Last week, at the close of the Wall Street Journal ECO:nomics conference in Santa Barbara, California’s Governor Jerry Brown talked with CEO’s and industry leaders about his work to build a health, clean energy economy in California. Here are some highlights:
Wall Street Journal: In 1977, California introduced solar tax incentives. How has your view on energy policy evolved?
Governor Brown: California has always been a leader in environmental legislation and we’d like to continue that tradition.
In 1977, California has a budget surplus. We did not have to consider the costs of those incentives. The incentives were “free virtue.” We had a 55% credit that was mostly heating related, and a 25% credit for conservation improvements. We garnered billions in energy savings, set the pace for the nation, and a foundation for renewable energy.
Now it’s different because we are working with a huge deficit. But one thing that has lasted well has been a focus on building efficiency. We also have a law that one third of our electricity must come from renewable sources. We need to balance how we achieve that goal in a way that is environmentally and economically sound.
The point is to think big and to think long-term. We can’t get there overnight.
Wall Street Journal: What do you think about Solyndra?
Governor Brown: We have to try things. Sometimes you fail. We have to use failure to learn. The Solyndra failure is our benefit. The Solyndra failure is not nearly as bad as the mortgage breakdown.
Wall Street Journal: What are your thoughts about U.S. – China relations?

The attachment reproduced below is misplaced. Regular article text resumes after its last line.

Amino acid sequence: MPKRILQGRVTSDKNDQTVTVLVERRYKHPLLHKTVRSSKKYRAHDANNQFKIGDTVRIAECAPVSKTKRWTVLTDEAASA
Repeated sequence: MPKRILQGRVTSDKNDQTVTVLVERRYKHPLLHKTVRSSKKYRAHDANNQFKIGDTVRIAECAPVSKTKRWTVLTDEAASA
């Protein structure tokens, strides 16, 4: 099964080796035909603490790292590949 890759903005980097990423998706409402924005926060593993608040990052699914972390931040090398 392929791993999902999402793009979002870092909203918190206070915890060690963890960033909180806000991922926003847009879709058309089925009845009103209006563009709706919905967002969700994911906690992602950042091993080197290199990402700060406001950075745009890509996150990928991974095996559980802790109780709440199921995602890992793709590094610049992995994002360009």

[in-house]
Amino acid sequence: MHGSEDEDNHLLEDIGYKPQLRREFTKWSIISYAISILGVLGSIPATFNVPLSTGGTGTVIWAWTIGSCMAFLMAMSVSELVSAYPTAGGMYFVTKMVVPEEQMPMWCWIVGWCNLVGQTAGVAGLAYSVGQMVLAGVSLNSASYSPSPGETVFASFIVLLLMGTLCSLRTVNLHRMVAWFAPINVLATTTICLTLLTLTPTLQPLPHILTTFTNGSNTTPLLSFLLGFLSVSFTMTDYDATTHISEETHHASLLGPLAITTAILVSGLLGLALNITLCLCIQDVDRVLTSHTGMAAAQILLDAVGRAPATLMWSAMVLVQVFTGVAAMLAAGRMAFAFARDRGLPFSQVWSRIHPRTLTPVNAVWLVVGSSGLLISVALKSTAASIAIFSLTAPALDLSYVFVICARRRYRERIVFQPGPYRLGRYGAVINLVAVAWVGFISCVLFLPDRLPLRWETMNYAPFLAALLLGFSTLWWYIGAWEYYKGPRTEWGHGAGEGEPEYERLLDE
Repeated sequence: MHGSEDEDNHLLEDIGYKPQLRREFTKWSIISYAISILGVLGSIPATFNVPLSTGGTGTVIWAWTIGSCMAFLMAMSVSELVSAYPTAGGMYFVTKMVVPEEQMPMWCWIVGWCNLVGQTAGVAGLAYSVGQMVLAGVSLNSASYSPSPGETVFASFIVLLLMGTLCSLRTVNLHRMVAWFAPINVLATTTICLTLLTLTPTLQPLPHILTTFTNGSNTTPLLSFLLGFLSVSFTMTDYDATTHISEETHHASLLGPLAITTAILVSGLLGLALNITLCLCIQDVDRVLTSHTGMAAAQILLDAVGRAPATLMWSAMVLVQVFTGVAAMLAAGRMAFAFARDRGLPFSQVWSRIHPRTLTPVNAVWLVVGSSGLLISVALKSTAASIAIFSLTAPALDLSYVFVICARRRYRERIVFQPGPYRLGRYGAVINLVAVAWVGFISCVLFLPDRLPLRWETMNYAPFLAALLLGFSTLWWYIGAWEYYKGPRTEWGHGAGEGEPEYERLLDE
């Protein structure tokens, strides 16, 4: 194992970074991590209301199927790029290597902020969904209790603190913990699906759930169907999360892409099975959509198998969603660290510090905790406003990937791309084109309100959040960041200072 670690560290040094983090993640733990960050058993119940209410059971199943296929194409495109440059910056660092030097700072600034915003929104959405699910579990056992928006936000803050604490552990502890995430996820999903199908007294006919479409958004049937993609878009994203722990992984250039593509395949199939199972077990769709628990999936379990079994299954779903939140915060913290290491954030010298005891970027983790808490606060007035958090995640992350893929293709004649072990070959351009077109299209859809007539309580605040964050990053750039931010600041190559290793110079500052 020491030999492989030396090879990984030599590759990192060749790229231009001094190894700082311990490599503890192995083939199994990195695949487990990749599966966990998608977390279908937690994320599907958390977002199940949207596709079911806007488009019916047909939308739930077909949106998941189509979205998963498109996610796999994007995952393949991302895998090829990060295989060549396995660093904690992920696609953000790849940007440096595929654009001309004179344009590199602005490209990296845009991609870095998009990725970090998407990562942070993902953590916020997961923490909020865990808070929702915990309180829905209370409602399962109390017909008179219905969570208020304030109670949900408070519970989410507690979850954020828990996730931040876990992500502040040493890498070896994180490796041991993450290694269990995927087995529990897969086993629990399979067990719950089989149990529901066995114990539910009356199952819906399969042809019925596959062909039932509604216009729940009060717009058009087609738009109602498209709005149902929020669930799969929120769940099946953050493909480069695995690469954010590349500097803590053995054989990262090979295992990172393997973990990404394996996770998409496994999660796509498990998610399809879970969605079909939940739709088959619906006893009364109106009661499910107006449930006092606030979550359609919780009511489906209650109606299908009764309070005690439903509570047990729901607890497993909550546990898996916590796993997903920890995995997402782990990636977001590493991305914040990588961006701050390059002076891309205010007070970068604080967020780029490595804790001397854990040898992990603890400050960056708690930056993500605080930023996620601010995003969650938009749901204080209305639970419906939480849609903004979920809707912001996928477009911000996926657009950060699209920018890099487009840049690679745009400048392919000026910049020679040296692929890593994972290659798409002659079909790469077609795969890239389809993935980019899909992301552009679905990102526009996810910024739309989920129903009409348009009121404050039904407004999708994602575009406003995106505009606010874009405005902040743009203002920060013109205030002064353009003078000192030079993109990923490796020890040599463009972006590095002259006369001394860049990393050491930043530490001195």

Governor Brown: We want a positive U.S. – China relationship. Here in California we want to prosper with China regardless of what they do in Washington.
Wall Street Journal: What is your intended legacy for your second term?
Governor Brown: I don’t think about legacy. I think about things I like to get done.
In the 20th century, I was the youngest governor in the country. In the 21st century, I’m the oldest. But, I’m not done yet. We have a lot of ideas we are working on.
We need a water plan to ensure an ongoing supply of water.
We are working on a high-speed rail to better our transportation and relieve gridlock.
We’re reworking our pension and our tax plan.
We’re enlisting the help of a lot of great minds. We recently had Amory Lovins and Herman Kahn work with us on thinking about the future. We want to make the state more aggressive and effective.
Wall Street Journal: California recently announced Juan Felipe Herrera as its Poet Laureate. In one of his poems, he speaks to the value of imagination and attaining “a life without boundaries.”
Governor Brown: Imagination with no boundaries brings lunacy. What we need is rigor. It’s all about rigor woven with imagination that gets things done. We need to respect imagination and boundaries.